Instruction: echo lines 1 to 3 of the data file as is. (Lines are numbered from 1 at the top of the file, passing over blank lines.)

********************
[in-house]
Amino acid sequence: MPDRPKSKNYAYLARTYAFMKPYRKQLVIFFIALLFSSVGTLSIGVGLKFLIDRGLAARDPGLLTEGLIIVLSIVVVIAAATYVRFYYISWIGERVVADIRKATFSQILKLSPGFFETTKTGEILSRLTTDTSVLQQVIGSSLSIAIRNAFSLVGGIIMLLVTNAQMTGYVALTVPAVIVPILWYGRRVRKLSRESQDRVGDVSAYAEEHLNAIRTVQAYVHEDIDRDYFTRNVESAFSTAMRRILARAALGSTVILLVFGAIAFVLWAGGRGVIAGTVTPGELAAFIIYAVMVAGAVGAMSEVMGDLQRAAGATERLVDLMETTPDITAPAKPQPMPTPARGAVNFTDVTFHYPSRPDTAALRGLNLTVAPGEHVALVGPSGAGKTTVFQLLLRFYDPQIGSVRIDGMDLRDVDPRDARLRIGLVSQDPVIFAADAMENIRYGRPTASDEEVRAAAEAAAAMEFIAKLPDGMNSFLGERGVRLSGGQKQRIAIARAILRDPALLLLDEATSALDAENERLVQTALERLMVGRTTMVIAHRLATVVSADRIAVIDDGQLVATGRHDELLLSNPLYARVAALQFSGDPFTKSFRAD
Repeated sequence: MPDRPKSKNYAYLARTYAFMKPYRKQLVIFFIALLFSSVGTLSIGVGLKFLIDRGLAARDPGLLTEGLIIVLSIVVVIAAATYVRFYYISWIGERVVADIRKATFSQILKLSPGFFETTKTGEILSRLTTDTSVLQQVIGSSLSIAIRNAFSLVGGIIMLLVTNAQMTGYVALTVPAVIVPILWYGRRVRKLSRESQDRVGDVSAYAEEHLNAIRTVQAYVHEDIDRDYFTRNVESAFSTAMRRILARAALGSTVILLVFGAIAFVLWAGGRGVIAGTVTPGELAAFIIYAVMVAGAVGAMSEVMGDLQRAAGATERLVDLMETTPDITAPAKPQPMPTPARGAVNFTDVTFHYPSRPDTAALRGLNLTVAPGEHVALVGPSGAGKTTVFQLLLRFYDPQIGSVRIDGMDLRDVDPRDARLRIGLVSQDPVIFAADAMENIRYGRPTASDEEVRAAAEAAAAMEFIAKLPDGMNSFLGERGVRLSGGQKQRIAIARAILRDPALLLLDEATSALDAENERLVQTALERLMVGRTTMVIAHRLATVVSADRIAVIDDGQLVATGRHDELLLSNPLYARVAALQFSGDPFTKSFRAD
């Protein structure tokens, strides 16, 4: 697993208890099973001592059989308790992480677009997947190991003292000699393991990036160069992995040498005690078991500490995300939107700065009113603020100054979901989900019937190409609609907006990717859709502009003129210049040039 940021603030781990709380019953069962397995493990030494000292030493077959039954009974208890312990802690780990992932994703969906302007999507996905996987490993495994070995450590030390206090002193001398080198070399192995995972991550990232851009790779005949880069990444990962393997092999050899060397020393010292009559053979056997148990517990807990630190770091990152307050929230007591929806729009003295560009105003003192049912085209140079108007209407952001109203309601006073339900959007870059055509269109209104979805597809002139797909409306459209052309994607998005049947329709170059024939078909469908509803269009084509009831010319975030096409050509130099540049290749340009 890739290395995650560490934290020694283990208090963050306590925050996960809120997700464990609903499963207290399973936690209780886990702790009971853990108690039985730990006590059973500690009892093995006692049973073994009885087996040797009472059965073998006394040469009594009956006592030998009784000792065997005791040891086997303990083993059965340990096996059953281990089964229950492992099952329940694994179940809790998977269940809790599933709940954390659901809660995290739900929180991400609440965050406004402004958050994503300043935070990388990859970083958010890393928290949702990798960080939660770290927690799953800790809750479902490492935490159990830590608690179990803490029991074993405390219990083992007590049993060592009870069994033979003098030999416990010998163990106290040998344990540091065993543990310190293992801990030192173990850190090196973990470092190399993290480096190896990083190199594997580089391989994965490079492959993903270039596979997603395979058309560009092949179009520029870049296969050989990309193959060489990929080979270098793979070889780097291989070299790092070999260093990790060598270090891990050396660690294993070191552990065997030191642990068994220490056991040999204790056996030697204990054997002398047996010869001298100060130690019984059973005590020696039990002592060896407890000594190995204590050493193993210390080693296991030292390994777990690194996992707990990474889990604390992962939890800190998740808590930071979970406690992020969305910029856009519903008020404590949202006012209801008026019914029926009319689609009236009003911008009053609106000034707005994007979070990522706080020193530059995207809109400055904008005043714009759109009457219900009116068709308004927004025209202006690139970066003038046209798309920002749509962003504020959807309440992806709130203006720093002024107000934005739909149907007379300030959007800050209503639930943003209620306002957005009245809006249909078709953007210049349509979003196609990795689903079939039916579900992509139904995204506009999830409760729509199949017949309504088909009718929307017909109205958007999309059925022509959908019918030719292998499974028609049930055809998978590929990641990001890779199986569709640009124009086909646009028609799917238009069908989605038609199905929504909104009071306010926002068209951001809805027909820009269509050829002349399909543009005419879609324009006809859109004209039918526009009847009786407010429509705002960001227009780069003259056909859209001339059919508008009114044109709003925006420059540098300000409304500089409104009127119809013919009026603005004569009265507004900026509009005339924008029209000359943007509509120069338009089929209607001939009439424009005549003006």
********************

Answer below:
[in-house]
Amino acid sequence: MPDRPKSKNYAYLARTYAFMKPYRKQLVIFFIALLFSSVGTLSIGVGLKFLIDRGLAARDPGLLTEGLIIVLSIVVVIAAATYVRFYYISWIGERVVADIRKATFSQILKLSPGFFETTKTGEILSRLTTDTSVLQQVIGSSLSIAIRNAFSLVGGIIMLLVTNAQMTGYVALTVPAVIVPILWYGRRVRKLSRESQDRVGDVSAYAEEHLNAIRTVQAYVHEDIDRDYFTRNVESAFSTAMRRILARAALGSTVILLVFGAIAFVLWAGGRGVIAGTVTPGELAAFIIYAVMVAGAVGAMSEVMGDLQRAAGATERLVDLMETTPDITAPAKPQPMPTPARGAVNFTDVTFHYPSRPDTAALRGLNLTVAPGEHVALVGPSGAGKTTVFQLLLRFYDPQIGSVRIDGMDLRDVDPRDARLRIGLVSQDPVIFAADAMENIRYGRPTASDEEVRAAAEAAAAMEFIAKLPDGMNSFLGERGVRLSGGQKQRIAIARAILRDPALLLLDEATSALDAENERLVQTALERLMVGRTTMVIAHRLATVVSADRIAVIDDGQLVATGRHDELLLSNPLYARVAALQFSGDPFTKSFRAD
Repeated sequence: MPDRPKSKNYAYLARTYAFMKPYRKQLVIFFIALLFSSVGTLSIGVGLKFLIDRGLAARDPGLLTEGLIIVLSIVVVIAAATYVRFYYISWIGERVVADIRKATFSQILKLSPGFFETTKTGEILSRLTTDTSVLQQVIGSSLSIAIRNAFSLVGGIIMLLVTNAQMTGYVALTVPAVIVPILWYGRRVRKLSRESQDRVGDVSAYAEEHLNAIRTVQAYVHEDIDRDYFTRNVESAFSTAMRRILARAALGSTVILLVFGAIAFVLWAGGRGVIAGTVTPGELAAFIIYAVMVAGAVGAMSEVMGDLQRAAGATERLVDLMETTPDITAPAKPQPMPTPARGAVNFTDVTFHYPSRPDTAALRGLNLTVAPGEHVALVGPSGAGKTTVFQLLLRFYDPQIGSVRIDGMDLRDVDPRDARLRIGLVSQDPVIFAADAMENIRYGRPTASDEEVRAAAEAAAAMEFIAKLPDGMNSFLGERGVRLSGGQKQRIAIARAILRDPALLLLDEATSALDAENERLVQTALERLMVGRTTMVIAHRLATVVSADRIAVIDDGQLVATGRHDELLLSNPLYARVAALQFSGDPFTKSFRAD